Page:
Monday, 29 June 2015

The study takes over – the rise of anthropomorphism (Teresa Iacono)

Mask/photo by Joel Cooper | www.flickr.com/photos/origamijoel
There has been an insidious rise in an entity that, at one point in the history of academia, did not have  a life form of its own.

Now, however, with echoes of HAL 9000 from Arthur  C. Clarkes’ A Space Odyssey, it has pushed aside authors to take control and attribution of their work.

I refer here to the study, which previously was something that human beings designed, conducted, and reported.

Not so now!

Monday, 22 June 2015

Top five reasons to run a conference (Tseen Khoo)

Chalk trains
Photo by Ben Kraal | www.flickr.com/photos/newnowknowhow
Do you feel regularly exploited, wish you had more recognition for the things you did, or feel that your skills are being underutilised?

OK, first up, you realise you’re in academia, right?

More importantly, while these dissatisfactions are endemic to working lives in general, they seem especially visible in universities.

There are ways, however, of seizing opportunities and making them work for you.

This post presents you with the pros of convening a conference.

I’ve convened about ten major events and, while conferences are no doubt time-consuming, they were - for me - also the primary catalysts for establishing a research network and significantly boosting my academic profile.

When I suggest convening a conference, people often respond with fear and dismissal. Many people worry that they don’t know how to do it, or presume that it’s just grunt-work and no good could come of it.

Here are my top 5 reasons why you should convene a conference:

Monday, 15 June 2015

The writer on holiday (Jason Murphy)

Photo by Florian Klauer | unsplash.com
When I started my PhD while working full-time, one of the people who didn’t think I was completely mad told me that candidates who work full-time often complete their thesis in a timely way.

I think it was Benjamin Franklin who said, ‘If you want something done, ask a busy person’.

This gave me a secret hope that getting through a PhD would be like other major projects that I've experienced. I thought it would just be a case of choosing a direction, then forming a plan that worked backwards from the end goal: a completed thesis.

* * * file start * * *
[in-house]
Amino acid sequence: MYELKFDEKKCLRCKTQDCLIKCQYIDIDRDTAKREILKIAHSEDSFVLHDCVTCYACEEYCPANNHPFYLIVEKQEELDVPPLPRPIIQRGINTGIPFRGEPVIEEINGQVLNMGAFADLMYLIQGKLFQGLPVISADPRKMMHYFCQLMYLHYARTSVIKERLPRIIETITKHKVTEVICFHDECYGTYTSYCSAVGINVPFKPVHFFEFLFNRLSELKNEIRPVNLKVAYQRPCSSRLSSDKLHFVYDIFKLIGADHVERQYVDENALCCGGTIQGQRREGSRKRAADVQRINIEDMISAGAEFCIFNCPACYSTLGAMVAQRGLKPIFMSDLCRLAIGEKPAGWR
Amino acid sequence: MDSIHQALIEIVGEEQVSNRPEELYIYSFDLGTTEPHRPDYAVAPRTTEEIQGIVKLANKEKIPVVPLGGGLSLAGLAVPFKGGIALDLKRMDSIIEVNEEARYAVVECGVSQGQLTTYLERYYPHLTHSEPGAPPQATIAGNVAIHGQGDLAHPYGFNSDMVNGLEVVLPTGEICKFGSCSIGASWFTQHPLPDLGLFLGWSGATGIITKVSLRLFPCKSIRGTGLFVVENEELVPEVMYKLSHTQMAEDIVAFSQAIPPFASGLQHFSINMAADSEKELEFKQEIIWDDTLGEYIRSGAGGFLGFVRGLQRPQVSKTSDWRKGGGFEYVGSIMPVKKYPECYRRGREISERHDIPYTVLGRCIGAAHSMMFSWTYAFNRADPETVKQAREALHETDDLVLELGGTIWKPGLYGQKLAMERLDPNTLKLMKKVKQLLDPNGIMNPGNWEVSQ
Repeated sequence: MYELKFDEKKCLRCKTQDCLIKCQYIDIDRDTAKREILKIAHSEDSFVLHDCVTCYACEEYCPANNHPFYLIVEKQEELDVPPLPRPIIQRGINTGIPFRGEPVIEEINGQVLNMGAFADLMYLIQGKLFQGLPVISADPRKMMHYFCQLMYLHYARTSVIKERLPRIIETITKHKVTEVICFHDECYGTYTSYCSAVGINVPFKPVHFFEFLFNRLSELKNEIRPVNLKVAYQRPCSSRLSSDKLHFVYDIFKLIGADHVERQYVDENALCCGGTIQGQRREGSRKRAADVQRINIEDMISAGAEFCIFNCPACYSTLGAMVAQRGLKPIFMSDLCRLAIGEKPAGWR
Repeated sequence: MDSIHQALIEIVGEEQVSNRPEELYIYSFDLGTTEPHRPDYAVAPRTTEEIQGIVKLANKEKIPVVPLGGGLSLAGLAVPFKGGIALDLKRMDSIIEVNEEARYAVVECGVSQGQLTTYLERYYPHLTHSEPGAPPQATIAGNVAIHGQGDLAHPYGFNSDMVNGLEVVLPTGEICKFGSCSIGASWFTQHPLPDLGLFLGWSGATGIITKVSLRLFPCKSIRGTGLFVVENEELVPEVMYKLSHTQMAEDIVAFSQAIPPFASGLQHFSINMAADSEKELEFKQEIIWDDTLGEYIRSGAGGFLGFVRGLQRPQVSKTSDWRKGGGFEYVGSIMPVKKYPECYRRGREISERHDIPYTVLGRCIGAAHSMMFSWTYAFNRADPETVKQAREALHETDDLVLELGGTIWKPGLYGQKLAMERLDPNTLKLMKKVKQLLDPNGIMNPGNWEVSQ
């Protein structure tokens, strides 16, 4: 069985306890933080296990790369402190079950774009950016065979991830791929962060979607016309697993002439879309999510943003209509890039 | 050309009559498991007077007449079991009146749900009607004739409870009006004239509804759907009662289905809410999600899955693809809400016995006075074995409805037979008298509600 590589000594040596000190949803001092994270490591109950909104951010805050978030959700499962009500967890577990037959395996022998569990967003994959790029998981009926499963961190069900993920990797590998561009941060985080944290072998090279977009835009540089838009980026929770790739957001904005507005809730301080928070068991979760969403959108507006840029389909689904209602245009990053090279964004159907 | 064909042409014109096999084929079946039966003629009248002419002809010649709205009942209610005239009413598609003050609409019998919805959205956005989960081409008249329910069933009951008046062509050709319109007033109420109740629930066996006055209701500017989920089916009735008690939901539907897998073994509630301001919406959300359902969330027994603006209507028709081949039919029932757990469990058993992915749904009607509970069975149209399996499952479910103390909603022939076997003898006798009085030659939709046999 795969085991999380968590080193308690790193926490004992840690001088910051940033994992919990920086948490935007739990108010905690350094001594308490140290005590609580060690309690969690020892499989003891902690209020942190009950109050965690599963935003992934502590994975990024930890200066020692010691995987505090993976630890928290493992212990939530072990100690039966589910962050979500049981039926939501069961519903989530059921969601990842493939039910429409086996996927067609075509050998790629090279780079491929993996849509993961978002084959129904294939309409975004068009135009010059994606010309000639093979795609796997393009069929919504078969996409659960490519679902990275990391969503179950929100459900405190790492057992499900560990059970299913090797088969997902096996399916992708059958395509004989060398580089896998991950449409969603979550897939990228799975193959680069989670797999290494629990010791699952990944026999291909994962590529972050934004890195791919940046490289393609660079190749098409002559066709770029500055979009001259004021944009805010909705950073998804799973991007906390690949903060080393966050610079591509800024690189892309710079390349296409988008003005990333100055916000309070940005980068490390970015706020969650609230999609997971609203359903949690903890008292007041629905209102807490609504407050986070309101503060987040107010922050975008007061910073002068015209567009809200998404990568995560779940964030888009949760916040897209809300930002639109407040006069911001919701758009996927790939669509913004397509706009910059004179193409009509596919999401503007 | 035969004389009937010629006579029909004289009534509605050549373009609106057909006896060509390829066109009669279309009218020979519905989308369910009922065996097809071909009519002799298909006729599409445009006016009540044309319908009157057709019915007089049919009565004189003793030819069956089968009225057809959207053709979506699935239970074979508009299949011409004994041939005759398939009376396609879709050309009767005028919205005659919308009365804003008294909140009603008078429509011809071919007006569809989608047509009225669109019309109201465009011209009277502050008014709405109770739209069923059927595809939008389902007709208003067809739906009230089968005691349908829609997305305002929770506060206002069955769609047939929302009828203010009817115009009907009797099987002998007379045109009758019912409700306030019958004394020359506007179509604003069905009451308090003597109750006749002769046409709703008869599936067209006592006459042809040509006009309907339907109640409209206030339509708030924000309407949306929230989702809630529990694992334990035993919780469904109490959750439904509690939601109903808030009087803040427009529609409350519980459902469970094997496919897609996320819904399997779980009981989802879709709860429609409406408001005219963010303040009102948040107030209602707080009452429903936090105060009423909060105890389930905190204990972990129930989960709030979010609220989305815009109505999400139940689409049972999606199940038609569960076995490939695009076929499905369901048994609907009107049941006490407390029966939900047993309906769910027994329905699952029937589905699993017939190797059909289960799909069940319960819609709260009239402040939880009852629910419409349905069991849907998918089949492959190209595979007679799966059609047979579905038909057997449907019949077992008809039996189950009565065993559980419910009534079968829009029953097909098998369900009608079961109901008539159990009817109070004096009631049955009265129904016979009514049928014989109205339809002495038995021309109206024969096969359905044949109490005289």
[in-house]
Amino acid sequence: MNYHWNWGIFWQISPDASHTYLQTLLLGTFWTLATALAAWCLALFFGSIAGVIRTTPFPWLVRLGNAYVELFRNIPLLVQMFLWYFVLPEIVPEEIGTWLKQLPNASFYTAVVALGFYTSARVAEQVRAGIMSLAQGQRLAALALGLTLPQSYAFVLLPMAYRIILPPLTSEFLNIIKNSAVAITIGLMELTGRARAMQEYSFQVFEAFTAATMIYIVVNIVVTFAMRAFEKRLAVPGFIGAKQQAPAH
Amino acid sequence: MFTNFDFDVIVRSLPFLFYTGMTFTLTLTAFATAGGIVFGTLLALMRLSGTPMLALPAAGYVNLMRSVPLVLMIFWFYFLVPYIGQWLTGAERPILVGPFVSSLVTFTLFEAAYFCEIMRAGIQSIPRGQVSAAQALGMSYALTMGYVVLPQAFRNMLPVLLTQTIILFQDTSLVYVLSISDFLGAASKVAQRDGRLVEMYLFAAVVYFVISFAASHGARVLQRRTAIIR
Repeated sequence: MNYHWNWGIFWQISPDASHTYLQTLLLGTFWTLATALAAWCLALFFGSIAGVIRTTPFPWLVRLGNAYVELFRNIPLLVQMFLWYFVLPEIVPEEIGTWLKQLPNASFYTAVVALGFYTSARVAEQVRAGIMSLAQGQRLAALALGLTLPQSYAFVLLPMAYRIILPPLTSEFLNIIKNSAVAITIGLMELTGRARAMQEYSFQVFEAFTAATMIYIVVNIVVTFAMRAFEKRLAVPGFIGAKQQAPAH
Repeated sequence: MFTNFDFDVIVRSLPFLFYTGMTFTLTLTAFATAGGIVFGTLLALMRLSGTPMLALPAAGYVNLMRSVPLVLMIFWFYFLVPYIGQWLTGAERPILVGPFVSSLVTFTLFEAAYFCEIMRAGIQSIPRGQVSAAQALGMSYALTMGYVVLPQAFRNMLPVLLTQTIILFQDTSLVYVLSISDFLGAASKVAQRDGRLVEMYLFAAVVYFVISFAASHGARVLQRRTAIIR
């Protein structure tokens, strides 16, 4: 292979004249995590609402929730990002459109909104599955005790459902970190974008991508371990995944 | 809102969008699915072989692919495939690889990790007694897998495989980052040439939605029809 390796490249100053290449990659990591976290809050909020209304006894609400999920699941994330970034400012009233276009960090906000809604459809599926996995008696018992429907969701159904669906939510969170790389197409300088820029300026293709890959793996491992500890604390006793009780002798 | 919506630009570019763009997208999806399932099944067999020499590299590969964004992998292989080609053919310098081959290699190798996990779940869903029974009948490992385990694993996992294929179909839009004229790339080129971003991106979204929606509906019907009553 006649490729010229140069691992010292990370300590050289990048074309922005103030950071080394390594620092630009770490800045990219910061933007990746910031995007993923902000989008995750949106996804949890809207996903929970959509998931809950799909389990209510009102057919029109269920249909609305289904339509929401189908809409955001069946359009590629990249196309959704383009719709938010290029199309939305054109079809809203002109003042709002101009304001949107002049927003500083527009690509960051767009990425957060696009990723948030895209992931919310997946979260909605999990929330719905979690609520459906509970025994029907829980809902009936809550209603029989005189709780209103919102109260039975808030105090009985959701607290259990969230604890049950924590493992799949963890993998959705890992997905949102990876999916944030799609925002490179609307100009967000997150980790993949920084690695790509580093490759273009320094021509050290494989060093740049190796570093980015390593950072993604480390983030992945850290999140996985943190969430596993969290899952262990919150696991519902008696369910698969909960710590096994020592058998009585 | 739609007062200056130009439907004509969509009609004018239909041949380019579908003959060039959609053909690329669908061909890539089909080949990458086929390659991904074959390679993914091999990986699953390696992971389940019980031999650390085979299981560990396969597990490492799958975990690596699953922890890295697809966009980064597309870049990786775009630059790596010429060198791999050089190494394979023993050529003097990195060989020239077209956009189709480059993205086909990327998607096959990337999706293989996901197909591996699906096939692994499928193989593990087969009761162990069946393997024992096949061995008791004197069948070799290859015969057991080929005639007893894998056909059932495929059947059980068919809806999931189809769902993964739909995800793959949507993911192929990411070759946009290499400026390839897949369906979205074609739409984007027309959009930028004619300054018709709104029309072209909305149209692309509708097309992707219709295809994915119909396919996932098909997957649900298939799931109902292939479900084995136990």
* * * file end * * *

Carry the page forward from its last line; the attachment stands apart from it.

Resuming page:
I’m now coming up to the full-time equivalent of two years’ candidature, so I can look back at these early assumptions and ‘test their validity’.

In short, it’s not that simple. If you’re working on your PhD or Masters, or any research for that matter, I’m sure you didn’t have to read this far to spot my initial naivety.

Monday, 8 June 2015

Preparing for post-PhD life during your PhD (Sam Manna)

Photo by Dietmar Becker | unsplash.com
Having just completed my PhD in October last year, I’ve had a bit of time to reflect on my experience.

While I was doing several things to prepare for my future career, I now see that there was a lot more I could have done. You may think “I’m too busy to worry about all that stuff right now!”, but during your PhD is the perfect time to do it!

In this post, I wanted to provide PhD students with a couple of tips to help you prepare for a career in research. Of course, research is not the only career option after your PhD, but the focus of this post will be on developing a research career.


Monday, 1 June 2015

Public Scholarship at La Trobe University (Chris Mackie)

Professor Chris Mackie conducting research on the archaeology
and history of the Gallipoli battlefield.

[Photo by Simon Harrington]
In March 2015, I was appointed as the inaugural Professor of Public Scholarship at La Trobe University.

This is a half-time role with a University-wide remit. Its purpose is to increase the dissemination of La Trobe’s academic knowledge and expertise into the wider community. It's intended to enhance our teaching and research – to give it a different dimension.

We certainly don’t want public scholarship to be just another thing to do for academic staff.

Projects that I have underway include reviewing the University’s public lecture program, and developing strategies around incentives for staff to be in the public space in addition to their many other tasks.

I'm particularly keen to assist staff and graduate researchers in creating a public dimension for their research.